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Milestones: National Marine Mammal Laboratory (NMML)

Chuck Fowler Retires with 35 Years of Federal Service

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Oct-Nov-Dec 2012
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chuck fowler
Chuck Fowler and NMML Deputy Director Robyn Angliss.

Chuck Fowler retired in December 2012 after 35 years of federal service.  Chuck has made substantial contributions to science during his career, including more than 140 scientific publications.  After spending much of his career studying ecosystems, he began challenging conventional ecosystem management and proposed systemic management as a holistic, consistent, and objective means of finding sustainability. 

Chuck earned his Ph.D. at the University of Washington in the Center for Quantitative Science in Forestry, Fisheries and Wildlife and spent 6 years on the faculty at Utah State University in the Department of Wildlife Sciences studying population dynamics and stream ecosystems. He began his career with the National Marine Fisheries Service (NMFS) as a population dynamics expert at the Northwest and Alaska Fisheries Center's National Marine Mammal Laboratory (NMML) in 1979 and was hired to conduct research on northern fur seals on the Pribilof Islands, Alaska.  In 1980, he was appointed manager of the Fur Seal Research Program and in 1981 began serving as the chief U.S. scientific representative to the North Pacific Fur Seal Commission.  On numerous occasions he also participated in the International Whaling Commission's scientific committee.  He became manager of the Ecosystem Ecology and Assessment Program in 1988 and led this program until 1999. During this time, Chuck promoted awareness of marine pollution and spearheaded efforts to study the effects of marine debris and entanglement on northern fur seals.  Chuck continued field studies of northern fur seal population dynamics on the Pribilof Islands through 2006.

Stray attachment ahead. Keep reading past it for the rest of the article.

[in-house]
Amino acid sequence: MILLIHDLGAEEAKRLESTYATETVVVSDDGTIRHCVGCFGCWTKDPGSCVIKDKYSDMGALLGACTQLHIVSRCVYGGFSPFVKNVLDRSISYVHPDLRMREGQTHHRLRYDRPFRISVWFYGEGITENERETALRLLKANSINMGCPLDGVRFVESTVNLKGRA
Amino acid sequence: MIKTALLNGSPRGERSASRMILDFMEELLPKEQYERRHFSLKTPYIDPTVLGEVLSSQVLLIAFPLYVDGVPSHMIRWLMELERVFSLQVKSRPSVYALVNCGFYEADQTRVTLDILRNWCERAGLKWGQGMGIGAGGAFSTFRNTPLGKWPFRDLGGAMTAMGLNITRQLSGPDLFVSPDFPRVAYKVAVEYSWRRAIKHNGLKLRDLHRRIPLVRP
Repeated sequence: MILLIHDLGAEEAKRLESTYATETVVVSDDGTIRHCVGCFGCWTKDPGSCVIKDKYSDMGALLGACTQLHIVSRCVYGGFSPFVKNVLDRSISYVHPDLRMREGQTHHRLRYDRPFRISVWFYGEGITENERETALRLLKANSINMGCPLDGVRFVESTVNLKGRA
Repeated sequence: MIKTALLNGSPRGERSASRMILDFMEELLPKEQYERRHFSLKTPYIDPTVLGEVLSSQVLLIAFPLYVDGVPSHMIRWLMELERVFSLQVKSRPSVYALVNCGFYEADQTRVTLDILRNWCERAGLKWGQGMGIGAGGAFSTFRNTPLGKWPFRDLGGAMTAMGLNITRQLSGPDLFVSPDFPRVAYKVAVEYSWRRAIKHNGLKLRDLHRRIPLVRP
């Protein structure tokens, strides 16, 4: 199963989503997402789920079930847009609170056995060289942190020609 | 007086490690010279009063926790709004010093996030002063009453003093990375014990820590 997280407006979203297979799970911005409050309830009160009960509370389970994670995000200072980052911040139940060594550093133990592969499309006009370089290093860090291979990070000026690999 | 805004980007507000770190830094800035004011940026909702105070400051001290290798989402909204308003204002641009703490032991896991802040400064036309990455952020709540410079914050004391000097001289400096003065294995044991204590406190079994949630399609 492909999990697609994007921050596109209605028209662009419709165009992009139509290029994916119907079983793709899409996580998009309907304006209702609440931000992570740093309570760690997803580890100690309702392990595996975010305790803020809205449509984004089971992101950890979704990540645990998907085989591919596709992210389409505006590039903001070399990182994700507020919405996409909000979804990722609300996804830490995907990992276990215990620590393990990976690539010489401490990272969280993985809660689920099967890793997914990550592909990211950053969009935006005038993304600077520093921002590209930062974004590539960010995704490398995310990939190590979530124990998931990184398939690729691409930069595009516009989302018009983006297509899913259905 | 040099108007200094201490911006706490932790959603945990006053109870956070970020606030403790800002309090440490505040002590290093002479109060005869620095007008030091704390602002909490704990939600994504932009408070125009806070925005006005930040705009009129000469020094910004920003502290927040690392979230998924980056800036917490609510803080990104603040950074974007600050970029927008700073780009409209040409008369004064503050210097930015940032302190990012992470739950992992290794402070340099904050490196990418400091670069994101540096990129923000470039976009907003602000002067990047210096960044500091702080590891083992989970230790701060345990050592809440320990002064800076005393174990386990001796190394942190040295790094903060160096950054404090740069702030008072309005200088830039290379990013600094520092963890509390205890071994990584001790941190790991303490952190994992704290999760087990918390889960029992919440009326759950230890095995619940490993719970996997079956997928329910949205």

Much of Chuck’s early research centered on large mammal population dynamics, with a particular focus on density-dependent regulation. His 1981 book, co-edited with Tim Smith, Dynamics of Large Mammal Populations, was the first to synthesize the state of knowledge on the subject and has since become a classic. Chuck has always been a big-scale thinker, so even while focused on population level dynamics and ecology, he discerned higher-level patterns.  One of these, related to life history and published in the journal Evolutionary Ecology in 1988, became known as Fowler's rule.  His seminal 1982 paper in American Naturalist, co-authored with Jim McMahon (“Selective extinction and speciation: their influence on the structure and functioning of communities and ecosystems) was an early expression of ideas that would ultimately become the focus of Chuck’s latter years with NMFS.

In 1999, Chuck began to focus specifically on providing empirical information on the limits to natural variation for use in guiding management by defining and finding a niche for humans through sustainable interactions with other species, species groups, ecosystems, and the biosphere.  Such tenets are of special importance in management to allocate harvests over time, space, and alternative species while accounting for numerous factors of varying importance; such factors include population dynamics, genetic effects of harvesting, evolutionary and coevolutionary interactions, predator/prey relationships, competition, and nutrient flow ― all accounted for in proportion to their relative importance.   Systemic management requires synthesis of integrative information to include not only single-species approaches, but also management that applies at the level of ecosystems and entire ocean basins.   Chuck focused on this approach in his two most recent books which serve as capstones for his federal career:  Systemic Management: Sustainable Human Interactions With Ecosystems and the Biosphere and Ecosystem-based Management for Marine Fisheries: An Evolving Perspective.

Chuck has been committed to teaching and mentoring multiple generations of new scientists throughout his career.  He taught courses at San Jose State College and during his years in the Peace Corps in Columbia.  He served on the faculty at Utah State University from 1975-79, became an affiliate professor at the University of Washington, and taught courses at the University of Washington and Seattle University.  Over his career, he has mentored numerous young researchers, students, and volunteers through both formal and informal internship programs.

Chuck’s continuous scientific contributions, his mentoring of young researchers, and development of new ideas about management will be sorely missed, but provide an outstanding legacy of a long and fulfilling career. 

By Robyn Angliss, Rolf Ream and Jason Baker


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